Fr. John Meyendorff on Ecumenism

The following seven texts are reproduced from Meyendorff’s book Witness to the World (New York, St. Vladimir’s Seminary Press, 1987). Written as editorials for the OCA newspaper, The Orthodox Church, between the late 60′s and the early 80′s, they are as timely today as they were when first published. An extract from each essay follows each link.

  1. Orthodoxy and Ecumenism I: …First of all the Orthodox Church is neither a “sect” nor a “denomination,” but the true Church of God. This fact defines both the necessity and the limits of our evolvement in ecumenism…
  2. Orthodoxy and Ecumenism II: …Unfortunately, Orthodox thought in the matter is too often polarized between two equally wrong positions: “open” relativism and “closed” fanaticism…. Between these two positions — which are both unfaithful to the present Orthodox responsibility — lies the road of a conscious and sober participation in the ecumenical movement, implying no compromise, but much love and understanding. This road is the right one, not simply because it is the “middle” road, but mainly because it reflects the truly catholic spirit of the Orthodox faith. It is also the only truly responsible one: for if Orthodoxy does not bear its witness, who else will?
  3. The Ecumenical Dilemma: …The Orthodox Church has participated in the ecumenical movement since its very inception at the beginning of this century. The reason for this participation was not — as some negativists pretend — to water down Orthodox witness, to accept a Protestant view of Christianity and to drop the claim of Orthodoxy to be the true Church of Christ. Quite to the contrary, the Orthodox participants simply considered it their duty, and the duty of the Orthodox Church itself, to be present wherever unity in Christ was sought. It is precisely because the Orthodox Church is the true Church, i.e., the Church for all, that it could not escape the responsibility — and the opportunity — which was offered to it to be heard and understood…
  4. The Problem of Ecumenical Bureaucracies: …In the opinion of this writer, the very comprehensive membership of the World Council, and the wide opportunity which it presents for an articulate Orthodox witness, justifies our membership. (This does not mean, however, that the Council can, in any way, speak for us, or that we should stop protesting against some of the policies endorsed by its majorities!)…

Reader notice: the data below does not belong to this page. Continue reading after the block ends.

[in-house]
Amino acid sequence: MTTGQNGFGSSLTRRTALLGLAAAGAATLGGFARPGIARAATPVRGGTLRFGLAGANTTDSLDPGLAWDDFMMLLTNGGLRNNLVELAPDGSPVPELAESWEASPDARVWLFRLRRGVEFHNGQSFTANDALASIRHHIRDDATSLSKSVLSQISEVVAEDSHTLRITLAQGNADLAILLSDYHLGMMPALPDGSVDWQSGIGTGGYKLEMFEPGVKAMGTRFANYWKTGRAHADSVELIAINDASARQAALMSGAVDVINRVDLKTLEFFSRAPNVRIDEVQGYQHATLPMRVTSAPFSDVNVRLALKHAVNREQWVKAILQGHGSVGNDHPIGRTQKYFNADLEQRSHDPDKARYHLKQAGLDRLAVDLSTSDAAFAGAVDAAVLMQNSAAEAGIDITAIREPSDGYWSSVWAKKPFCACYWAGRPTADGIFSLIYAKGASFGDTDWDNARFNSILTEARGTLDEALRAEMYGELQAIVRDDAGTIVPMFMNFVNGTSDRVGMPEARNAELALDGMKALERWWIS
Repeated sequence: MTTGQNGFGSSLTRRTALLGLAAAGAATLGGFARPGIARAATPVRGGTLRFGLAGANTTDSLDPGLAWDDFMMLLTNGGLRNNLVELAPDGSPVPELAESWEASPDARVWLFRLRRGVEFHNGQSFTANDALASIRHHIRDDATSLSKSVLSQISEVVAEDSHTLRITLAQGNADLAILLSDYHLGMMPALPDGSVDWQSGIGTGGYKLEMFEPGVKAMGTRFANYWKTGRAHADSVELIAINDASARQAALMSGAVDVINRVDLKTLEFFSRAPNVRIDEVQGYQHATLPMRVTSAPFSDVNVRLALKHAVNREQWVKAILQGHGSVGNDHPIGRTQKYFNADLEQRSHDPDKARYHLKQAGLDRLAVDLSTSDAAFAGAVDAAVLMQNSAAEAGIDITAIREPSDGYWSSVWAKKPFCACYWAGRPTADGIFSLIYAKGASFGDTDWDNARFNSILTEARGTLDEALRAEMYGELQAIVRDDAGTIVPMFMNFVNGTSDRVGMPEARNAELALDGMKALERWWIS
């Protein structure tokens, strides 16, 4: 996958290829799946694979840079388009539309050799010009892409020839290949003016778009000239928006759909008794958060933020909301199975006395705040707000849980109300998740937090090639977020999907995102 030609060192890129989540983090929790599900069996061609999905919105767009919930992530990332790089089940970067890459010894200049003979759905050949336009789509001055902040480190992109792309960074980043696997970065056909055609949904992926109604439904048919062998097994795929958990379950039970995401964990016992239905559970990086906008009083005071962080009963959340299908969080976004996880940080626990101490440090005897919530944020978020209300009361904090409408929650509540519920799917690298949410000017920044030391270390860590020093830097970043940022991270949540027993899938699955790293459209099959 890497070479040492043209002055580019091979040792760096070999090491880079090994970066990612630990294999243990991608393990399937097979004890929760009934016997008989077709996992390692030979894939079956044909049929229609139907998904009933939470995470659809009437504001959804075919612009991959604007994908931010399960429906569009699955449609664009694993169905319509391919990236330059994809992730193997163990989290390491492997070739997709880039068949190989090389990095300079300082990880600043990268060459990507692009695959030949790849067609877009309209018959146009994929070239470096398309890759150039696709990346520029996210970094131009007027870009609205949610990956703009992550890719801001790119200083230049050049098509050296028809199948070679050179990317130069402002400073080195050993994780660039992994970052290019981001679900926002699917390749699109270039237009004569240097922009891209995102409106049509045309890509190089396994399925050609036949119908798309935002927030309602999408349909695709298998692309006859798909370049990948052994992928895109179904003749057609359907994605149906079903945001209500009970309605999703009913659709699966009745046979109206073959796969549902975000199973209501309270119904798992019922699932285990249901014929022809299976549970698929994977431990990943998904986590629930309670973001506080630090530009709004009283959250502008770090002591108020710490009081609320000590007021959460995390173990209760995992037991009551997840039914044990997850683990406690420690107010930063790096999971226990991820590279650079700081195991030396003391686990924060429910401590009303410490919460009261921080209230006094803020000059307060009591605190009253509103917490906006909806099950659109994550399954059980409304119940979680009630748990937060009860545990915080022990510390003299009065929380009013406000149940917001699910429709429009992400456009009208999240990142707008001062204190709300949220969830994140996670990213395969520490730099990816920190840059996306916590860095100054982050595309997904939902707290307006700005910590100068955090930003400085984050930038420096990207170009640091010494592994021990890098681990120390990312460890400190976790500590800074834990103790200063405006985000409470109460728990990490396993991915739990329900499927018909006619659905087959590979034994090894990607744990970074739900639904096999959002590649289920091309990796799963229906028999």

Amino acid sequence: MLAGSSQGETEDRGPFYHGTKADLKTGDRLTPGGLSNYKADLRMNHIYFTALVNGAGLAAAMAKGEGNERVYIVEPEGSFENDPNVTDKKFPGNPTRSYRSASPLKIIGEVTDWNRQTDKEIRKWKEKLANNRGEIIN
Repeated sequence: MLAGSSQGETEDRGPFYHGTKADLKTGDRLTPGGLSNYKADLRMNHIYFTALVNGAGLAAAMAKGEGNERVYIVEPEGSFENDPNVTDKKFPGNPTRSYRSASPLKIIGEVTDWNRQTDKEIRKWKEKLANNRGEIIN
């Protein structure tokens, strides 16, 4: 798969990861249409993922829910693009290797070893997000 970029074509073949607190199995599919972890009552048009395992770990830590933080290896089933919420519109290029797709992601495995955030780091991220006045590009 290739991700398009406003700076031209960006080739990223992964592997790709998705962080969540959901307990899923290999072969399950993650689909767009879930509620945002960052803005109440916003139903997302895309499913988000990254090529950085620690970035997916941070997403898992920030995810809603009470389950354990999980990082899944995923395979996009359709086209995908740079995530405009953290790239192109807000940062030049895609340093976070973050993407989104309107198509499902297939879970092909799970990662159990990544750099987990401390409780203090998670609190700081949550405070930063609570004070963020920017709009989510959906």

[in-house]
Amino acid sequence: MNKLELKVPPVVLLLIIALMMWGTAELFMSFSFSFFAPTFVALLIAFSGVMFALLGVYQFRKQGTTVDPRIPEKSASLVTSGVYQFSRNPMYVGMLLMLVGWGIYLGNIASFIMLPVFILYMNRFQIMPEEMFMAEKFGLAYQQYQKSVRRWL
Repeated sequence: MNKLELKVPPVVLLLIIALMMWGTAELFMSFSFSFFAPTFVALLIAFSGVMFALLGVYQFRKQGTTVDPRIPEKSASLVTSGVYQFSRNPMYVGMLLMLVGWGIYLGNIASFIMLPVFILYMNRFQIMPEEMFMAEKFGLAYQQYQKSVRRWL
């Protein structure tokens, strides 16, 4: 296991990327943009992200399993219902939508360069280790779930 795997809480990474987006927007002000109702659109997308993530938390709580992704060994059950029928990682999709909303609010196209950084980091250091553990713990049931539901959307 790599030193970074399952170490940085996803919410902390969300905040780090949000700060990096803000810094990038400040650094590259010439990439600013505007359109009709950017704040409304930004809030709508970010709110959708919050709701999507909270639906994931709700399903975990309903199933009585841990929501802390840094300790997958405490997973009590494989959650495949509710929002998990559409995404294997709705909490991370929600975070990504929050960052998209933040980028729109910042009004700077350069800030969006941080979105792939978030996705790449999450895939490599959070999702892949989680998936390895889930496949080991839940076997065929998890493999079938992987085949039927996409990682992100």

5. Ecumenism — A Heresy?: …The distinction between a “good” ecumenism, which can be espoused by the Orthodox and is nothing but an obligation of charity, and a “wrong” ecumenism, which confuses rather than solves the issues, is to be understood clearly by all of us. The awareness that “wrong” ecumenism is indeed heresy should not lead us to forget the mission of our Church to the world, to the people around us, to those who sincerely seek the truth, for, as we forget this mission, we cease to be truly “catholic” and “orthodox” and become nothing but an introverted sect…
  6. True and False Ecumenism: …It is not, for example, the very idea of ecumenical prayer which should be put in question. If sacramental intercommunion remains, of course, excluded for the Orthodox as long as true union in faith is not achieved, other forms of prayer with the non-Orthodox are certainly possible, for the canons which forbid “prayer with heretics” had in view conscious apostates from the Church and not sincere Christians who never personally left it…
  7. Mission and Ecumenism: …Why then participate? The answer to this question is simple: the mission of the Church requires it. As Orthodox we have no right to ignore the world around us; this world requires our presence and our voice wherever it can be heard, precisely because our message is unique and because the Church is the guardian of a universel Truth. We have no right to restrict our witness to situations where “we” feel comfortable…